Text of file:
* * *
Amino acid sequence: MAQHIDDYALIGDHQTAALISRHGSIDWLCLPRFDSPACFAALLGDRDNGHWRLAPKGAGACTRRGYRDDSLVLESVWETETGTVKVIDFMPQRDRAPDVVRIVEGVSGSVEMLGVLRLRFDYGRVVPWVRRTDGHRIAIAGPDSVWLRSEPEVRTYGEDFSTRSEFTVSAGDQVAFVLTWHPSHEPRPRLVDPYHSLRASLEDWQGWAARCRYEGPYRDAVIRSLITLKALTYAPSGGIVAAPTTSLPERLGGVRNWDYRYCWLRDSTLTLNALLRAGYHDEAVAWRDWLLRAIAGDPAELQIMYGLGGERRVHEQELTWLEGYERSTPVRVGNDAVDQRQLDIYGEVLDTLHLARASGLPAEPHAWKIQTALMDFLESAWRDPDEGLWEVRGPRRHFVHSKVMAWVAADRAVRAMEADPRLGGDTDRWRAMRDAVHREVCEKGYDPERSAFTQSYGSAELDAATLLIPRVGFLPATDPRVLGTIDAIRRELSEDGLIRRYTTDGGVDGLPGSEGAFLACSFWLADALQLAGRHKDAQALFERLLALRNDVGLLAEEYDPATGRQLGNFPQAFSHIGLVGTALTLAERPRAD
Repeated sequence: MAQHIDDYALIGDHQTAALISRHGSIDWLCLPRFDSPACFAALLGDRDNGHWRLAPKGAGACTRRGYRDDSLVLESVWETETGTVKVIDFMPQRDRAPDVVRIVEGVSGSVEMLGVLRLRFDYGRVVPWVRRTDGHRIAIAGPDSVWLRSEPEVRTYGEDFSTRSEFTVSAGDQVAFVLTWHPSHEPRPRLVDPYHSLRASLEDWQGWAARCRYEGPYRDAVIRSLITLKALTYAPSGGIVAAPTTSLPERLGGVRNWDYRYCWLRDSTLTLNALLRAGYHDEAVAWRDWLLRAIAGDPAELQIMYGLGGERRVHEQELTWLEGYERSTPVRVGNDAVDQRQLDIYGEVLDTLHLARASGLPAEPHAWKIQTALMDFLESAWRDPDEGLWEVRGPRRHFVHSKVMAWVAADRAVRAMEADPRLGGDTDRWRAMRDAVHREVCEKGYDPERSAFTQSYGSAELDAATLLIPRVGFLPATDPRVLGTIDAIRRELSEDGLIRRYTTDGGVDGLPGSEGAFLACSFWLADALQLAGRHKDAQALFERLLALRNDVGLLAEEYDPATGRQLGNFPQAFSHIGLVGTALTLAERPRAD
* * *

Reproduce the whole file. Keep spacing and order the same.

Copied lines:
Amino acid sequence: MAQHIDDYALIGDHQTAALISRHGSIDWLCLPRFDSPACFAALLGDRDNGHWRLAPKGAGACTRRGYRDDSLVLESVWETETGTVKVIDFMPQRDRAPDVVRIVEGVSGSVEMLGVLRLRFDYGRVVPWVRRTDGHRIAIAGPDSVWLRSEPEVRTYGEDFSTRSEFTVSAGDQVAFVLTWHPSHEPRPRLVDPYHSLRASLEDWQGWAARCRYEGPYRDAVIRSLITLKALTYAPSGGIVAAPTTSLPERLGGVRNWDYRYCWLRDSTLTLNALLRAGYHDEAVAWRDWLLRAIAGDPAELQIMYGLGGERRVHEQELTWLEGYERSTPVRVGNDAVDQRQLDIYGEVLDTLHLARASGLPAEPHAWKIQTALMDFLESAWRDPDEGLWEVRGPRRHFVHSKVMAWVAADRAVRAMEADPRLGGDTDRWRAMRDAVHREVCEKGYDPERSAFTQSYGSAELDAATLLIPRVGFLPATDPRVLGTIDAIRRELSEDGLIRRYTTDGGVDGLPGSEGAFLACSFWLADALQLAGRHKDAQALFERLLALRNDVGLLAEEYDPATGRQLGNFPQAFSHIGLVGTALTLAERPRAD
Repeated sequence: MAQHIDDYALIGDHQTAALISRHGSIDWLCLPRFDSPACFAALLGDRDNGHWRLAPKGAGACTRRGYRDDSLVLESVWETETGTVKVIDFMPQRDRAPDVVRIVEGVSGSVEMLGVLRLRFDYGRVVPWVRRTDGHRIAIAGPDSVWLRSEPEVRTYGEDFSTRSEFTVSAGDQVAFVLTWHPSHEPRPRLVDPYHSLRASLEDWQGWAARCRYEGPYRDAVIRSLITLKALTYAPSGGIVAAPTTSLPERLGGVRNWDYRYCWLRDSTLTLNALLRAGYHDEAVAWRDWLLRAIAGDPAELQIMYGLGGERRVHEQELTWLEGYERSTPVRVGNDAVDQRQLDIYGEVLDTLHLARASGLPAEPHAWKIQTALMDFLESAWRDPDEGLWEVRGPRRHFVHSKVMAWVAADRAVRAMEADPRLGGDTDRWRAMRDAVHREVCEKGYDPERSAFTQSYGSAELDAATLLIPRVGFLPATDPRVLGTIDAIRRELSEDGLIRRYTTDGGVDGLPGSEGAFLACSFWLADALQLAGRHKDAQALFERLLALRNDVGLLAEEYDPATGRQLGNFPQAFSHIGLVGTALTLAERPRAD